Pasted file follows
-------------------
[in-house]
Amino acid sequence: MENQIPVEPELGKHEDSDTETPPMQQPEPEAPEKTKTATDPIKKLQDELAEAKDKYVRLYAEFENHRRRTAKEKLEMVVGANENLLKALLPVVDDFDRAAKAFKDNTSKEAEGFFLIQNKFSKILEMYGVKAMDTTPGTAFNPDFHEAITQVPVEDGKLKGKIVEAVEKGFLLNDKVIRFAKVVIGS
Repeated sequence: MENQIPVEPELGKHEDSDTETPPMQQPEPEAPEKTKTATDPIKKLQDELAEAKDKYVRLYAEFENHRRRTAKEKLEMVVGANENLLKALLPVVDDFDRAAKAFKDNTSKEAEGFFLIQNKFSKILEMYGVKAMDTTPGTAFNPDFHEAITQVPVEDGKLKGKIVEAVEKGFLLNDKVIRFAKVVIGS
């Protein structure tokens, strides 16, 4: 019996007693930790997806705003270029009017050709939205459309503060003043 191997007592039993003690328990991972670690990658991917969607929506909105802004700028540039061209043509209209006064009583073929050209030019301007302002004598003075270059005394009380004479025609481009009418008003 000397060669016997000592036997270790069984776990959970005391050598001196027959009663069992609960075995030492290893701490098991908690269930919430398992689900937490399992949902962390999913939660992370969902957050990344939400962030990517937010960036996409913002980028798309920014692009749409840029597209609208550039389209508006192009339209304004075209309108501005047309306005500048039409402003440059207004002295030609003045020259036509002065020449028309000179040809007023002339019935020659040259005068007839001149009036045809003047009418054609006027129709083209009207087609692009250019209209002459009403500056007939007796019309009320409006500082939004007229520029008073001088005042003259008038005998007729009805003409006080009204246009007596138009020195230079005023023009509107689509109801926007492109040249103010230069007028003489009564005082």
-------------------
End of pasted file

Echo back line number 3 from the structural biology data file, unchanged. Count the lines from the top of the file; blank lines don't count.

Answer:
Repeated sequence: MENQIPVEPELGKHEDSDTETPPMQQPEPEAPEKTKTATDPIKKLQDELAEAKDKYVRLYAEFENHRRRTAKEKLEMVVGANENLLKALLPVVDDFDRAAKAFKDNTSKEAEGFFLIQNKFSKILEMYGVKAMDTTPGTAFNPDFHEAITQVPVEDGKLKGKIVEAVEKGFLLNDKVIRFAKVVIGS